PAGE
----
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    Zen Teaching of Instantaneous Awakening

    A Classic Zen text written in the 8th century by Hui Hai. He was a student of Ma-tsu and from the same line as Hui Neng, Huang Po and Rinzai (Lin-chi).

  • Don't Take Your Life Personally

    Ajahn Sumedho urges us to trust in awareness and find out for ourselves what it is to experience genuine liberation from mental anguish and suffering.

  • Perfect Wisdom: Prajnaparamita Texts

    The Short Prajnaparamita Texts were composed in India between 100 BC and AD 600. They contain some of the most well known Buddhist texts such as The Perfection of Wisdom in 700 Lines, The Heart Sutra, and The Diamond Sutra.

  • Fingers and Moons, by Trevor Leggett

    Trevor Leggett points to the truth beyond words, beyond explanations and methods.

  • Experience Beyond Thinking: Practical Guide to Buddhist Meditation. An easy to follow guide to Buddhist meditation and the reflections of an ordinary practitioner. Used as a guide by meditation groups.

    An easy to follow guide to Buddhist meditation.

  • Understanding Karma and Rebirth A Buddhist Perspective

    Meditations and exercises to help us understand karma and rebirth and to live from the unborn moment.

  • The Old Zen Master by Trevor Leggett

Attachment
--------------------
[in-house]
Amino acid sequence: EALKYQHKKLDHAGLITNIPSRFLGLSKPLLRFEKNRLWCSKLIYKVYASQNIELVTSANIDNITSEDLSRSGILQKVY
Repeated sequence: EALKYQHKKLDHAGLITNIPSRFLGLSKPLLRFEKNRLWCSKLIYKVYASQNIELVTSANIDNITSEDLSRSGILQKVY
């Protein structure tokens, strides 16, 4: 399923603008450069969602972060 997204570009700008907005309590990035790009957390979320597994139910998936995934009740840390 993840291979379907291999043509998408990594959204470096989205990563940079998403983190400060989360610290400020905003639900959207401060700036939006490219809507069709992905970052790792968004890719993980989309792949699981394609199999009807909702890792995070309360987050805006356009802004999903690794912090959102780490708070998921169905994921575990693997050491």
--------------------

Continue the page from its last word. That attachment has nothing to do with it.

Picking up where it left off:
Stories, parables, and examples pointing to the spiritual implications of practical events in daily life.

  • Teachings of a Buddhist Monk

    Modern practical teachings from an American monk living within one of the oldest Buddhist traditions.

Animals do Zazen Naturally, by Zen Master Kozan Kato

SamPeople who haven’t awakened to the true nature haven’t fulfilled their mission as humans. For other creatures, even insects, there is no need for awakening. They are nature as they are. Humans have fallen from their natural state because of delusion. So they awaken to their original nature that everything is one—to that original feeling. The mission of humans is to cease producing the waves [of thought] that have occurred up until now as a result of egotism. When that is done, a human being is born for the first time; that is the definition of a human being. Without that experience, no matter how renowned or eminent one is, no matter how great one’s achievement in history is, one is after all a scoundrel, no different than the criminal [waiting to die] on the gallows. Without that [experience], no matter how respectable one may appear to be, everyone (excuse me for saying this), even the emperor, is a villain on the ­gallows. . . . So we have to do zazen. It’s the most important thing in the life of a human being. Other animals are doing zazen naturally, so they don’t have to make a special effort. Even insects, bugs, and worms are all doing zazen. Continue reading